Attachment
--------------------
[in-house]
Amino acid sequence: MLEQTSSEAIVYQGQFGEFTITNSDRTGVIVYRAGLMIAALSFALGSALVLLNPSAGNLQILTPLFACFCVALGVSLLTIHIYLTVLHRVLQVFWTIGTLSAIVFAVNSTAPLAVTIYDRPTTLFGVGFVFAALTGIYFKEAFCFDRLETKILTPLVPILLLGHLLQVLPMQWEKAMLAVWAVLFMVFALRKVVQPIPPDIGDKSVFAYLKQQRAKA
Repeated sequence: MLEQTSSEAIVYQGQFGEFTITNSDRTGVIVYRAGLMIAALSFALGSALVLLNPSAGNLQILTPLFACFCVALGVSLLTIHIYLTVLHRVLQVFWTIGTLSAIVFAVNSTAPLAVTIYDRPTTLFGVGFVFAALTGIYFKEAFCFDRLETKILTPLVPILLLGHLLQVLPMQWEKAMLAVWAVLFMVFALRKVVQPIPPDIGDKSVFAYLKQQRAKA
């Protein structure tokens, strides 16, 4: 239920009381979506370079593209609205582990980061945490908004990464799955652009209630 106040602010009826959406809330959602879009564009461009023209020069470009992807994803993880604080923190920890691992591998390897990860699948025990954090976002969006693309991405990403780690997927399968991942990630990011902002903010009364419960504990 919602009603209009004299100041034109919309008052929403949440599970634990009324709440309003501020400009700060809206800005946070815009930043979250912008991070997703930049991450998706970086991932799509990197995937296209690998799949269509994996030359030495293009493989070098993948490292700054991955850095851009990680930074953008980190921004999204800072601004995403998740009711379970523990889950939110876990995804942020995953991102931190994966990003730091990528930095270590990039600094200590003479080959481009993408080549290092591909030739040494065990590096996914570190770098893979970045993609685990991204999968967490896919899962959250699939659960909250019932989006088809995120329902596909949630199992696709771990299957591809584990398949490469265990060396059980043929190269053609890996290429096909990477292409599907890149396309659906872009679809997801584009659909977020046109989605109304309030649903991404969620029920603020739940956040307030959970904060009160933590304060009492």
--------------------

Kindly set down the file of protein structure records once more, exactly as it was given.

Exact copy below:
[in-house]
Amino acid sequence: MLEQTSSEAIVYQGQFGEFTITNSDRTGVIVYRAGLMIAALSFALGSALVLLNPSAGNLQILTPLFACFCVALGVSLLTIHIYLTVLHRVLQVFWTIGTLSAIVFAVNSTAPLAVTIYDRPTTLFGVGFVFAALTGIYFKEAFCFDRLETKILTPLVPILLLGHLLQVLPMQWEKAMLAVWAVLFMVFALRKVVQPIPPDIGDKSVFAYLKQQRAKA
Repeated sequence: MLEQTSSEAIVYQGQFGEFTITNSDRTGVIVYRAGLMIAALSFALGSALVLLNPSAGNLQILTPLFACFCVALGVSLLTIHIYLTVLHRVLQVFWTIGTLSAIVFAVNSTAPLAVTIYDRPTTLFGVGFVFAALTGIYFKEAFCFDRLETKILTPLVPILLLGHLLQVLPMQWEKAMLAVWAVLFMVFALRKVVQPIPPDIGDKSVFAYLKQQRAKA
């Protein structure tokens, strides 16, 4: 239920009381979506370079593209609205582990980061945490908004990464799955652009209630 106040602010009826959406809330959602879009564009461009023209020069470009992807994803993880604080923190920890691992591998390897990860699948025990954090976002969006693309991405990403780690997927399968991942990630990011902002903010009364419960504990 919602009603209009004299100041034109919309008052929403949440599970634990009324709440309003501020400009700060809206800005946070815009930043979250912008991070997703930049991450998706970086991932799509990197995937296209690998799949269509994996030359030495293009493989070098993948490292700054991955850095851009990680930074953008980190921004999204800072601004995403998740009711379970523990889950939110876990995804942020995953991102931190994966990003730091990528930095270590990039600094200590003479080959481009993408080549290092591909030739040494065990590096996914570190770098893979970045993609685990991204999968967490896919899962959250699939659960909250019932989006088809995120329902596909949630199992696709771990299957591809584990398949490469265990060396059980043929190269053609890996290429096909990477292409599907890149396309659906872009679809997801584009659909977020046109989605109304309030649903991404969620029920603020739940956040307030959970904060009160933590304060009492």